Sony VAIO PCG-Z1AP1 Review

The Sony VAIO PCG-Z1A notebook is what the Centrino CPU and concept is all about.
The Sony VAIO PCG-Z1A notebook is what the Centrino CPU and concept is all about.
The Sony VAIO PCG-Z1A notebook is what the Centrino CPU and concept is all about.

Highs

  • Strong performance
  • long battery life

Lows

  • Weak graphics performance

DT Editors' Rating

Home > Product Reviews > Laptop Reviews > Sony VAIO PCG-Z1AP1 Review

Key Specifications

Type
All-Purpose
Operating system
Microsoft Windows
Form factor
Mid-size
Screen size
14.1"
See All

Summary

The Sony VAIO PCG-Z1AP1 notebook is what the Centrino CPU and concept is all about. The system is incredibly quiet, puts out almost no heat and is extremely portable and long lasting. While the graphics adapter is fairly weak, we would gladly trade gaming performance for a system that is more compact with a longer battery life. The Sony VAIO PCG-Z1AP1 is a great system for those that are looking for a Centrino system with a little style. The price is relatively high at $2400 so the PCG-Z1AP1 may cater to a less money conscious audience. Those that are saving their hard earned money for a system with both features and style will finally be rewarded with the Sony VAIO PCG-Z1AP1.

Introduction

Sony attempts to mesh form, function and features into their new VAIO PCG-Z1AP1, a Centrino based laptop. Typically there is a trade off that we are faced with when purchasing a new notebook computer. Do we go for the large and bulkier system so we can have all of the power and features we desire, or do we go for the smaller and more streamlined laptop which is typically underpowered; all in the name of a more stylish and compact system. Sony proves that you can have both in the new VAIO PCG-Z1AP1 series notebook. What they have produced with the PCG-Z1AP1 could be possibly the best Centrino based notebook computer currently on the market.

Intel’s new Centrino processor and associated chipset promise better battery life, better CPU performance and integrated 802.11b WiFi wireless networking. The first thing we noticed about our Centrino based PCG-Z1AP1 notebook is the lack of heat that it puts off. Because there is less heat put out of the Centrino CPU than any previous Intel x86 based CPU, you can now have decent performance in a more compact design.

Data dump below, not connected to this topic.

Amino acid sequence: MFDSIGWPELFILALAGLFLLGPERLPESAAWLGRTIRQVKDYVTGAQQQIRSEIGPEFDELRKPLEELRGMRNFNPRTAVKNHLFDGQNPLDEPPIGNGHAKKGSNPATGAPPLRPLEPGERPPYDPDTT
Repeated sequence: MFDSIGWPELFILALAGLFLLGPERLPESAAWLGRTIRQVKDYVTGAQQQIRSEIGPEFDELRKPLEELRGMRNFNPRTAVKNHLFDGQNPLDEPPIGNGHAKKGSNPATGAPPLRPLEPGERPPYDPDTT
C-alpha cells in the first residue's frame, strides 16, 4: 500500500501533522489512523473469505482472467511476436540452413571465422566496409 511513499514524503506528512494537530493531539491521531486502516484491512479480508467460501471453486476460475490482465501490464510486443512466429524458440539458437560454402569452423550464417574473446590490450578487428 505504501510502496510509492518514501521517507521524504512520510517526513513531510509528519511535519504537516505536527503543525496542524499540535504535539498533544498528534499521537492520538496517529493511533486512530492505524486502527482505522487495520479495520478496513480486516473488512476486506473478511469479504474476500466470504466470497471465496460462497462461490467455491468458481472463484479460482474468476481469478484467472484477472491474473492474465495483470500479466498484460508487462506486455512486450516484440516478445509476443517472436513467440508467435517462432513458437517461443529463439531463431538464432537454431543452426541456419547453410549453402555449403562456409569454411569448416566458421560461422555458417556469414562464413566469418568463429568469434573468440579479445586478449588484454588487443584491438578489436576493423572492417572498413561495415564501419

Features

The Sony VAIO PCG-Z1AP1 is Sony’s first notebook built around Intel’s new Centrino CPU and 855 chipset. Those that are fans of the VAIO PCG-505 series will be happy to know that the PCG-Z1AP1 is only slightly thicker that the PCG-505 while offering a larger screen; 14.1″ inches over the 505 series 12.1″. The first think you will notice about the PCG-Z1AP1 are those sexy recessed curves carved out of the sides of the system. On the right side you have the 56K modem and power button and on the left side, there is an audio output and microphone input, (2) USB 2.0 ports, a single Fire Wire port and Sony’s popular Memory Stick port. The recessed curves offer a higher level of protection to the ports than a design with ports on a flushed system chassis; while giving off a better look. Also located on the sides of the system is Sony’s DVD/CD-RW combo drive and a single PCMCIA expansion port with a spring loaded door. Located on the back of the PCG-Z1AP1 is VGA output and an Ethernet port.

While the lack of more expansion ports may upset you, the hardware under the case will put your worries to rest. The PCG-Z1AP1 features an Intel Centrino processor at 1.3 GHz, an  ATI Radeon Mobility 16 MB video adapter, 512 MB DDR SDRAM, a 60 GB hard drive, and of course the integrated 802.11b wireless networking card. The RAM is upgradeable to 1 GB of total system memory between 2 memory slots (provided you take out the included (2) 256 MB modules and replace them with (2) 512 MB modules), and the LCD display is incredibly thin and very bright with a native resolution of 1280×1024 at 60 HZ.

Setup and Use

Setup of the PCG-Z1AP1 is the same as any other Sony desktop or notebook system; simply follow the setup screens provided by the operating system. Our PCG-Z1AP1 came preinstalled with Microsoft’s Windows XP Home Edition. If you would prefer Windows XP Pro, there is an upgrade charge of $100. Preloaded on the PCG-Z1AP1 is Sony’s VAIO software including Sonic Stage (Sony’s own version of a media player) as well as their own VAIO graphical user interface which gives you a categorized menu system for the other preinstalled software. 3rd Party preinstalled software includes McAfee’s security center, WinDVD4 DVD playback software, Adobe Premier 6, Microsoft Works, and Microsoft Money 2003. While we like the idea of having preinstalled software, we would like it to be preinstalled on the basis that it is useful. McAfee’s security center is both useful and incredibly annoying. We like having anti-virus software, but the associated pop-up registration and reminders gets old very fast. There are also more trial versions of popular software packages than some of the other systems we have tested. AOL, Quicken 2003, McAfee, and Real Player are just a few of the plethora of trial programs installed. You would be wise to uninstall any software which you will not be using. This will save you time and confusion in the long run.